Costa Rica Coffee Guide

For Costa Ricans, Environment Matters

December 18, 2009

Eight out of 10 Costa Ricans think that the government should spend more money on protection of the country’s natural environment, according to a poll released this week by CID-Gallup and The Nature Conservancy.

The areas survey participants considered most important were air and water improvements, increased controls for the protection of flora and fauna, and protection of rich ecological zones.

More than 80 percent of the respondents named these three areas as their highest priorities.

Of those who said they would vote in the upcoming February elections, 85 percent said that each candidate’s environmental platform would be an important part in their decision, the survey found.

In more specific terms, 80 percent of interviewees said they consider presidential candidate positions about development in the Maritime Zone very important, 77 percent said it is very important for the candidates to clearly define their position about oil exploration and 72 percent said they want to know each presidential aspirant’s point of view about the open-pit gold mine in Las Crucitas, near the Nicaraguan border with Costa Rica.

Nine of 10 respondents said they oppose the open-pit gold mine and 77 percent said they are against oil exploration.

The survey also asked what each participant considered the most urgent problems facing Costa Rica’s natural environment. Of those who responded to the question, 27 percent said trash is the most pressing problem, 17 percent said aquifer and river contamination is serious and 15 percent said the most immediate threat is air pollution.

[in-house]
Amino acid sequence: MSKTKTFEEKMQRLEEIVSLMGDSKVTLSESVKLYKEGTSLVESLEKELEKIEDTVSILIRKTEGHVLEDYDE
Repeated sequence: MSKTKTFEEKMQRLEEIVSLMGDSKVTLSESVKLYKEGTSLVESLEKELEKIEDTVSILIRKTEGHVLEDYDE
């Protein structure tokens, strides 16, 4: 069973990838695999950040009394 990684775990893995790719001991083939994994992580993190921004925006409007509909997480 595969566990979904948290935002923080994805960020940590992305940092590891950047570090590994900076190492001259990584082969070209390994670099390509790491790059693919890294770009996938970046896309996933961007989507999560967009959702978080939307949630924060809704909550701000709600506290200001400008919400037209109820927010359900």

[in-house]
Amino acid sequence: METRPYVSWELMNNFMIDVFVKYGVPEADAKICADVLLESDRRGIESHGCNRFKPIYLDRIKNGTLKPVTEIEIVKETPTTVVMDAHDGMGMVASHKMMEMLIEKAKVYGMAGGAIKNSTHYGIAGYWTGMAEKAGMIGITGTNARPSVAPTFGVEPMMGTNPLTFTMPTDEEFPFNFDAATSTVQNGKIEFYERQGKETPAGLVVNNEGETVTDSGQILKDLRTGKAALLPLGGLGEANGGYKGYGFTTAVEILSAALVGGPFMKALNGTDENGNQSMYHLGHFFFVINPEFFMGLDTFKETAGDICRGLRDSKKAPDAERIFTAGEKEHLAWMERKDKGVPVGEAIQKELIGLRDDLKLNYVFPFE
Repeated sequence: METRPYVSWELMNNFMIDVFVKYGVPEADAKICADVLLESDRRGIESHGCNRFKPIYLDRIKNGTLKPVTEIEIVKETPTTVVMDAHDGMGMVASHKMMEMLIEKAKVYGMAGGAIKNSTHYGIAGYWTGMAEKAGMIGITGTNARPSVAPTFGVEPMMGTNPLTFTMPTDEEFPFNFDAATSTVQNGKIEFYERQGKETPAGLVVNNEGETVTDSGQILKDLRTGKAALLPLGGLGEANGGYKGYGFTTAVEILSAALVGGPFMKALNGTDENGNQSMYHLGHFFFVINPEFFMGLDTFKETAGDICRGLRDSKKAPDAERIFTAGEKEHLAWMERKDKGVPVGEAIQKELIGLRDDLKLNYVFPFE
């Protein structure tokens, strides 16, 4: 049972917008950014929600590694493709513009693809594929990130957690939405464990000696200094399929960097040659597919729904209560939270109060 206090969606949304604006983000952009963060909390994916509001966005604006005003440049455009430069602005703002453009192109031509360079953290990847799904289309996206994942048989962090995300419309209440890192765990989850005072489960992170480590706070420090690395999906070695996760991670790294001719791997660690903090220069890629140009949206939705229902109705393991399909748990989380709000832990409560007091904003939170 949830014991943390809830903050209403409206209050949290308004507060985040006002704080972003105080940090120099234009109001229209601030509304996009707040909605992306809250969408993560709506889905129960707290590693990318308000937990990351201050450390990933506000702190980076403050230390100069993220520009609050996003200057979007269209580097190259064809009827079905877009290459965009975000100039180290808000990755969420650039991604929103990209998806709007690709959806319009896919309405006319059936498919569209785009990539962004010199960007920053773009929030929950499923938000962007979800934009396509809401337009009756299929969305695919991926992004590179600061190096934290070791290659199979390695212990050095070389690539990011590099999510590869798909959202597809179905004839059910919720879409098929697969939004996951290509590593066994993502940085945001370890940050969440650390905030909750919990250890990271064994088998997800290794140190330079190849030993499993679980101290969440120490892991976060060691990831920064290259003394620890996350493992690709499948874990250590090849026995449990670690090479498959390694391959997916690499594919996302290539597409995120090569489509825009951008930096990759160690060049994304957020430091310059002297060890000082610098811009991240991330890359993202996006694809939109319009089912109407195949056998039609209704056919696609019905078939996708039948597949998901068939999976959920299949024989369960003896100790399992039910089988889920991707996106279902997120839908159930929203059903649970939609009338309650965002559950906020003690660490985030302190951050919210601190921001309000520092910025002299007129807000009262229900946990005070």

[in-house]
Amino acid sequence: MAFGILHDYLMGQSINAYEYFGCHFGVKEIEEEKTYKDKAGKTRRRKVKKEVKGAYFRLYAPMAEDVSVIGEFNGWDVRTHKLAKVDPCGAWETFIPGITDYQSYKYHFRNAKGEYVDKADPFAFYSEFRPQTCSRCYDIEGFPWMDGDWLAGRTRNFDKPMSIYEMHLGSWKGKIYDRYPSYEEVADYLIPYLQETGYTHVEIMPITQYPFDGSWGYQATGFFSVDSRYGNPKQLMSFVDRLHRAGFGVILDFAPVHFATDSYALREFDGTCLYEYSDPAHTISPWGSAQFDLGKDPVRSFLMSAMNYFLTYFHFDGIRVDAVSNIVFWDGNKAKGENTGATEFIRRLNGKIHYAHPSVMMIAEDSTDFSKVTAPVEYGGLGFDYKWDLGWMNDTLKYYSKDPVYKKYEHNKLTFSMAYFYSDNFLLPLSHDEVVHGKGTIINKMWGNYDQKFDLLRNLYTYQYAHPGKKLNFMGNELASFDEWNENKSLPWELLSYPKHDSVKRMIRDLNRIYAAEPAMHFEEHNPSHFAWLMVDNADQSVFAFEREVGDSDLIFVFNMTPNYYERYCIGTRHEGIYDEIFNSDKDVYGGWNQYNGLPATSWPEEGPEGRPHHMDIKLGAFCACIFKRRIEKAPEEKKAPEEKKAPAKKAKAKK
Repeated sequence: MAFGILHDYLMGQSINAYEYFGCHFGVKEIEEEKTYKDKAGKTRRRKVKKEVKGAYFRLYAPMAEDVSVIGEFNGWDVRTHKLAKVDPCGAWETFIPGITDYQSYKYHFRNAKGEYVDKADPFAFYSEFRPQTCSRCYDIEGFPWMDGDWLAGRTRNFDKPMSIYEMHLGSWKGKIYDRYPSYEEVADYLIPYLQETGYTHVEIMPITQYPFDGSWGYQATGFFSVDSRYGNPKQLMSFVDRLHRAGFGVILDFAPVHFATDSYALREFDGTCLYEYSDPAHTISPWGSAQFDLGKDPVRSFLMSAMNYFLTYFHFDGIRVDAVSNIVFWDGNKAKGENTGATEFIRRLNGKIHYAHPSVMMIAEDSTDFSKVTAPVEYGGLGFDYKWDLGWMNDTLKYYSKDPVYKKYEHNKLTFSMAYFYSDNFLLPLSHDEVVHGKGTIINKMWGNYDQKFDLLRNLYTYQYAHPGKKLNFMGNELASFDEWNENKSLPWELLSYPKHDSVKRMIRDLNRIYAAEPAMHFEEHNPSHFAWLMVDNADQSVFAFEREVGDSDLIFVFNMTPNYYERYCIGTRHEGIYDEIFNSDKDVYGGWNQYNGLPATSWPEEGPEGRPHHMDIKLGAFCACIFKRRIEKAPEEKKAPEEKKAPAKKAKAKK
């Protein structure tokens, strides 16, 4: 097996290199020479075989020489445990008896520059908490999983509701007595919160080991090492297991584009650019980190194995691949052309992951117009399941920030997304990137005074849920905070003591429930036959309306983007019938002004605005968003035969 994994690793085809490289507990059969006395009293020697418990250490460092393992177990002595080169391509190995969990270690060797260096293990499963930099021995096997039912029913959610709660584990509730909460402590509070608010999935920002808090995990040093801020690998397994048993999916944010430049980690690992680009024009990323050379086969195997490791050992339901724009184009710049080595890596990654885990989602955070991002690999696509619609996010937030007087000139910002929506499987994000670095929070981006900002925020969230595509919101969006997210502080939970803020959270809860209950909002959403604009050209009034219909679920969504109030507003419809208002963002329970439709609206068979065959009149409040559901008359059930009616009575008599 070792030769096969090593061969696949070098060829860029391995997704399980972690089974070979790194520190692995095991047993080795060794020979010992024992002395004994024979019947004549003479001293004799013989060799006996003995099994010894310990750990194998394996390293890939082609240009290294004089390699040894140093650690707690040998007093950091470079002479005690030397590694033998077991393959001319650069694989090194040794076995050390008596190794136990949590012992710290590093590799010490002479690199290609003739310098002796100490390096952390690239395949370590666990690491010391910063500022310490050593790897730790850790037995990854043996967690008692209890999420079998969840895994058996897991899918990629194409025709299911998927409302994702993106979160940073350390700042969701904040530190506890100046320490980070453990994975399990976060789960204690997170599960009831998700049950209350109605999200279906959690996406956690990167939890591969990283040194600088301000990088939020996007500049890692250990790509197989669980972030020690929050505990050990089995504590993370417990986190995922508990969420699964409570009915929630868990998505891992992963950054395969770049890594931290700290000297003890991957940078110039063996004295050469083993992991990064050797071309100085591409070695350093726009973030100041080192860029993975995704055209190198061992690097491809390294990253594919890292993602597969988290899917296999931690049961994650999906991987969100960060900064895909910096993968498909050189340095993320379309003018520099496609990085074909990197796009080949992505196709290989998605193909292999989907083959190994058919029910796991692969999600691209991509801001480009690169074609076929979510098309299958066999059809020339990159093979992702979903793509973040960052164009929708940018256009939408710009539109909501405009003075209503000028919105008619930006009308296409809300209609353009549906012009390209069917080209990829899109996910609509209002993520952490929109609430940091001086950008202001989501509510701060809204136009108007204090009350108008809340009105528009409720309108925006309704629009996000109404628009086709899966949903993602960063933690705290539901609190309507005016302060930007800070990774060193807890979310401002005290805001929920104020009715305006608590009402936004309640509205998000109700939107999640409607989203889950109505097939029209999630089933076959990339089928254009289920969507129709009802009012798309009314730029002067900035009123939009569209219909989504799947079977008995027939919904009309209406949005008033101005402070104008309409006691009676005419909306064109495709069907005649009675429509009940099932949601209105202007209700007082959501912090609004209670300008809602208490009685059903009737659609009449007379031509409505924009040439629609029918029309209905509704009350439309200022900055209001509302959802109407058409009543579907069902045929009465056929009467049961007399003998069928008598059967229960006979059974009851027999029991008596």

When asked if they were willing to pay more for water and electricity and make economic sacrifices to protect the environment by contributing to environmental education, instituting stricter air and water quality standards and guarding against excessive development in ecologically delicate areas, six out of 10 participants answered in the affirmative.

The analysis also revealed that 36 percent of respondents participated in recycling projects during 2009. That’s up from 6 percent in 2005.

The poll surveyed 1,008 adult Costa Ricans, randomly selected, between Nov. 9 and 24 in all areas of the country. Interviews were conducted in person ateach participant’s home.

–Mike McDonald

You may be interested

U.S. Southern Command delivers hygiene supplies to Costa Rica’s Education Ministry
Costa Rica
3729 views
Costa Rica
3729 views

U.S. Southern Command delivers hygiene supplies to Costa Rica’s Education Ministry

Alejandro Zúñiga - October 24, 2020

The United States Southern Command delivered a significant donation of hygiene supplies to Costa Rica's Education Ministry (MEP) in a…

Costa Rica begins new dialogue in search of solution to serious fiscal crisis
Costa Rica
22041 views
Costa Rica
22041 views

Costa Rica begins new dialogue in search of solution to serious fiscal crisis

AFP - October 24, 2020

Costa Rica on Friday opened a dialogue with many sectors of the country in search of an agreement to overcome…

‘Hasta siempre, doctor Solís’: Costa Rica mourns doctor’s death
Costa Rica
15697 views
Costa Rica
15697 views

‘Hasta siempre, doctor Solís’: Costa Rica mourns doctor’s death

The Tico Times - October 23, 2020

Jaime Solís, a 54-year-old doctor who worked for the Costa Rican Social Security System, is among the more than 1,200…